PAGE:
[Haskell-cafe] Re: A rant against the blurb on the Haskell front page

Ben Franksen ben.franksen at online.de
Sat Oct 16 11:22:05 EDT 2010

Donn Cave wrote:
> Quoth Ben Franksen <ben.franksen at online.de>,
>> Enough. I think I have made my point.
> Yes, though possibly a little overstated it.  While it's easy to share
> your distaste for the blurb, if you take a generous attitude towards it,
> most of it is "true enough."

Sorry. I was not in a generous mood, when I wrote this yesterday night. I am
more so now, and I agree that I have overstated soem points. It was not my
intention to attack the people who wrote the blurb, though it may have
sounded like I did. Again, sorry for that.

I agree with the "most of it is true enough". Certainly, but that is not my
problem with it.

My problem with it is how it is expressed and that it misses out on
important characteristics.

> The implementation specific features are at least widely available to
> anyone who wants to use the language on the most popular computing
> platforms, so it's expedient, if a little cheesy, to say that Haskell
> supports those features.

I hate this sort of expediency. And it doesn't become the front page of a
language that excells in being principled. Haskell did *not* give in to
expedience when it came to IO and side effects. And what would we have now
it it had done so? Something far inferior and less interesting, I am sure.

That said, I have no problem with mentioning the excellent properties of
existing implementations, even in the first (or maybe second) paragraph.
But I want the text to be explicit and honest about this.

> We agree about "strong support for integration with other languages",
> but I wouldn't like to say "strong support for integration with C",
> either.  The FFI is mostly independent of C, per se - outside of the
> hsc macros, it just addresses a sort of platform standard for exposed
> library functionality, which happens to be commonly implemented in C.
> Someone might be able to think of a better way to put that.

Yes, this is difficult to state w/o going into details. Maybe talk
about 'binding to system libraries' or something like that.

> The point I liked best is the one you started with:
>> This blurb should, IMO, give a concise description of what Haskell, the
>> programming language, is, what makes it different from other languages,
>> and why I should be interested in it.
> ... and, we understand, you don't find that in this blurb.  "Lazy" and
> "statically typed" may not be universally understood, but they aren't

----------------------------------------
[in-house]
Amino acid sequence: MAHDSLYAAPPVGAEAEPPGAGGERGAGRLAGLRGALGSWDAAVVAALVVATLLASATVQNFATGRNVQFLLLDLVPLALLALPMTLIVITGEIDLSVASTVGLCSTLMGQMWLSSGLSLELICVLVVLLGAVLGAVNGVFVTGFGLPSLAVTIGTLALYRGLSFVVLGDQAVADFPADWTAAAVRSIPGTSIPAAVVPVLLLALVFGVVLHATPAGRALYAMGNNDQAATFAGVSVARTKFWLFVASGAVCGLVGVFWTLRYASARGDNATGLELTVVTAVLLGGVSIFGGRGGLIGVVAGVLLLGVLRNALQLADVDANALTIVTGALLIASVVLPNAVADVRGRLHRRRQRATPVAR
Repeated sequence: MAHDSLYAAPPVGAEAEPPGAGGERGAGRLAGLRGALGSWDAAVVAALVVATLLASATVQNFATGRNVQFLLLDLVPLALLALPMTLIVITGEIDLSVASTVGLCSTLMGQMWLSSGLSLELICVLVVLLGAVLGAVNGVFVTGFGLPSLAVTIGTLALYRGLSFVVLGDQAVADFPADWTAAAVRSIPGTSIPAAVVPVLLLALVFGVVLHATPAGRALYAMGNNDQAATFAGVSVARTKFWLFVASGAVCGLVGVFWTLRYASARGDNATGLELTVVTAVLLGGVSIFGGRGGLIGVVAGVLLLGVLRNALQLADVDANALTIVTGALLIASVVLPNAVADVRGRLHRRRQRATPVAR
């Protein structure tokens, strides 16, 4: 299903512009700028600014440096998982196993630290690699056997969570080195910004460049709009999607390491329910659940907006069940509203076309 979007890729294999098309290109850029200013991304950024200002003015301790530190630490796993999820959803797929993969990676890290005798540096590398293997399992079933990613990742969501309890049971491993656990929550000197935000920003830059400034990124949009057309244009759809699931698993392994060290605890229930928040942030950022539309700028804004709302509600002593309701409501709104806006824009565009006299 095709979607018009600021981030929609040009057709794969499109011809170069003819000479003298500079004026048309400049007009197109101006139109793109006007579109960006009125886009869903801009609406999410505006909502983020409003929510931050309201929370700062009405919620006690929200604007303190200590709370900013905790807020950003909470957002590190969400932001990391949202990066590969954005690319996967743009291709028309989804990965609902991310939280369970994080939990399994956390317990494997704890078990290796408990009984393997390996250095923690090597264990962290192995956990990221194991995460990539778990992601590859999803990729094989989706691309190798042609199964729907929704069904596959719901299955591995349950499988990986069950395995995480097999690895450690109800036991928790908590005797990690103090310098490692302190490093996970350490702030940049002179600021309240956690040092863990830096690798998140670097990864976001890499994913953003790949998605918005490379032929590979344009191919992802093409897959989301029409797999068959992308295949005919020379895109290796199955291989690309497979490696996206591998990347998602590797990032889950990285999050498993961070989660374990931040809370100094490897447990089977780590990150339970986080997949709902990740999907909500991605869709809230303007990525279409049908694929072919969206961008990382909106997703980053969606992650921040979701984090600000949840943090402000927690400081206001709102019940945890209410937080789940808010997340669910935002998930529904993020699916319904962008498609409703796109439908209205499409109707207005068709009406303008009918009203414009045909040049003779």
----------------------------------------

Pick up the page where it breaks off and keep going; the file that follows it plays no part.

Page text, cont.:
> buzz words.  Whether that's the right way to shed some light on what
> Haskell is like, it sure says a lot more on a technical level than
> "advanced purely functional programming language."  And while that
> phrase is linked to a longer exposition of "Functional programming",
> the latter is set in language-independent terms and is at best ambiguous
> about whether it's talking about Haskell or not.

Yes, we have to be careful what we directly link to from the front page, and
especially from the blurb. These documents are almost as important as the
blurb itself.

They should concisely explain the main features for someone unfamiliar with
them, maybe contain some small examples. They definitely should be about
Haskell, not something more general, and also not something more specific,
like ghc, except if explicitly stated.

> I'm trying to picture someone who might find Haskell useful, but would
> be spooked by description of the language in unfamiliar technical
> terms.  Forget Python, this is a little different proposition.  A couple
> days ago I was talking to a friend about Haskell, turned out he hadn't
> heard of it.  I suppose he may have found this blurb.  I hope he
> found the blurb that appears at the top of the Introduction page:
> " Haskell is a computer programming language. In particular, it is a
>   polymorphically statically typed, lazy, purely functional language,
>   quite different from most other programming languages. The language
>   is named for Haskell Brooks Curry, whose work in mathematical logic
>   serves as a foundation for functional languages. Haskell is based
>   on the lambda calculus, hence the lambda we use as a logo."
> This most succinctly expresses the points I tried to convey to him
> about Haskell, and I don't think it would be out of place on the
> main page.

Much better. Though I *do* think mentioning the main implementations and
their qualities is a good thing to o, right after this:

"Haskell can be interpreted or compiled. It has high quality, mature
implementations [link to a list of implementations], including optimizing
compilers, interactive interpreters, profilers and tools for debugging, and
a large and rapidly growing body of libraries [link to hackage]. The most
important Haskell implementation, ghc [like to ghc page], has served as a
test bed for practical application of cutting egde research into the
language as well as its compilation to efficiently executable code."

The text should go on and mention concurrency, parallelism, ffi, and


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